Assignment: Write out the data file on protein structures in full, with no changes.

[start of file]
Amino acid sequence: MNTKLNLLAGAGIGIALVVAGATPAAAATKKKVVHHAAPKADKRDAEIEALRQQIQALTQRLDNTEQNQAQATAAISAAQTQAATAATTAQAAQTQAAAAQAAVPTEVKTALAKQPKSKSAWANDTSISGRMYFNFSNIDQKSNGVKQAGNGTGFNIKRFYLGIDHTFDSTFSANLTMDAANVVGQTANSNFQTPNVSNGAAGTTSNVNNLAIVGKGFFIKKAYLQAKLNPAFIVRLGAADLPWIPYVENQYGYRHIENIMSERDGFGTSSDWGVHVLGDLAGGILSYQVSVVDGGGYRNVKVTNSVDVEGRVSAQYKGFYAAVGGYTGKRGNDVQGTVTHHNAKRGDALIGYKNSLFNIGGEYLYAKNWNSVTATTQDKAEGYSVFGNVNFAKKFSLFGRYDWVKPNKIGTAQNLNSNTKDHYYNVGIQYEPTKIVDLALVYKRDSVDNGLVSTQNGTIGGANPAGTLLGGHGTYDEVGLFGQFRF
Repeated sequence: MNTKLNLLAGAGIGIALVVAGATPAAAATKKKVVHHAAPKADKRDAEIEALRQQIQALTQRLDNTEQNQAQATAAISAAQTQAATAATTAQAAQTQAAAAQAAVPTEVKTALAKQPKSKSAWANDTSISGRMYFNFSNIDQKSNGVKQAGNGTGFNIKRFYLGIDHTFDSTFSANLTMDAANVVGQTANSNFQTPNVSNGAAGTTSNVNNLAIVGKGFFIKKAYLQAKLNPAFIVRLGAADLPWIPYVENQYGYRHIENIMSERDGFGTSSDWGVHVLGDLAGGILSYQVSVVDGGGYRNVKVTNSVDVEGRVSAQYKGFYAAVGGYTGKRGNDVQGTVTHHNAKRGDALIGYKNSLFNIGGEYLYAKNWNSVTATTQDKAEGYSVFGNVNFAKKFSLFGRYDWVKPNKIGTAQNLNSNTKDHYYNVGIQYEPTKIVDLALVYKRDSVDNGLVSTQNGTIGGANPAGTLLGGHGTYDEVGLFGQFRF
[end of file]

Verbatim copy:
Amino acid sequence: MNTKLNLLAGAGIGIALVVAGATPAAAATKKKVVHHAAPKADKRDAEIEALRQQIQALTQRLDNTEQNQAQATAAISAAQTQAATAATTAQAAQTQAAAAQAAVPTEVKTALAKQPKSKSAWANDTSISGRMYFNFSNIDQKSNGVKQAGNGTGFNIKRFYLGIDHTFDSTFSANLTMDAANVVGQTANSNFQTPNVSNGAAGTTSNVNNLAIVGKGFFIKKAYLQAKLNPAFIVRLGAADLPWIPYVENQYGYRHIENIMSERDGFGTSSDWGVHVLGDLAGGILSYQVSVVDGGGYRNVKVTNSVDVEGRVSAQYKGFYAAVGGYTGKRGNDVQGTVTHHNAKRGDALIGYKNSLFNIGGEYLYAKNWNSVTATTQDKAEGYSVFGNVNFAKKFSLFGRYDWVKPNKIGTAQNLNSNTKDHYYNVGIQYEPTKIVDLALVYKRDSVDNGLVSTQNGTIGGANPAGTLLGGHGTYDEVGLFGQFRF
Repeated sequence: MNTKLNLLAGAGIGIALVVAGATPAAAATKKKVVHHAAPKADKRDAEIEALRQQIQALTQRLDNTEQNQAQATAAISAAQTQAATAATTAQAAQTQAAAAQAAVPTEVKTALAKQPKSKSAWANDTSISGRMYFNFSNIDQKSNGVKQAGNGTGFNIKRFYLGIDHTFDSTFSANLTMDAANVVGQTANSNFQTPNVSNGAAGTTSNVNNLAIVGKGFFIKKAYLQAKLNPAFIVRLGAADLPWIPYVENQYGYRHIENIMSERDGFGTSSDWGVHVLGDLAGGILSYQVSVVDGGGYRNVKVTNSVDVEGRVSAQYKGFYAAVGGYTGKRGNDVQGTVTHHNAKRGDALIGYKNSLFNIGGEYLYAKNWNSVTATTQDKAEGYSVFGNVNFAKKFSLFGRYDWVKPNKIGTAQNLNSNTKDHYYNVGIQYEPTKIVDLALVYKRDSVDNGLVSTQNGTIGGANPAGTLLGGHGTYDEVGLFGQFRF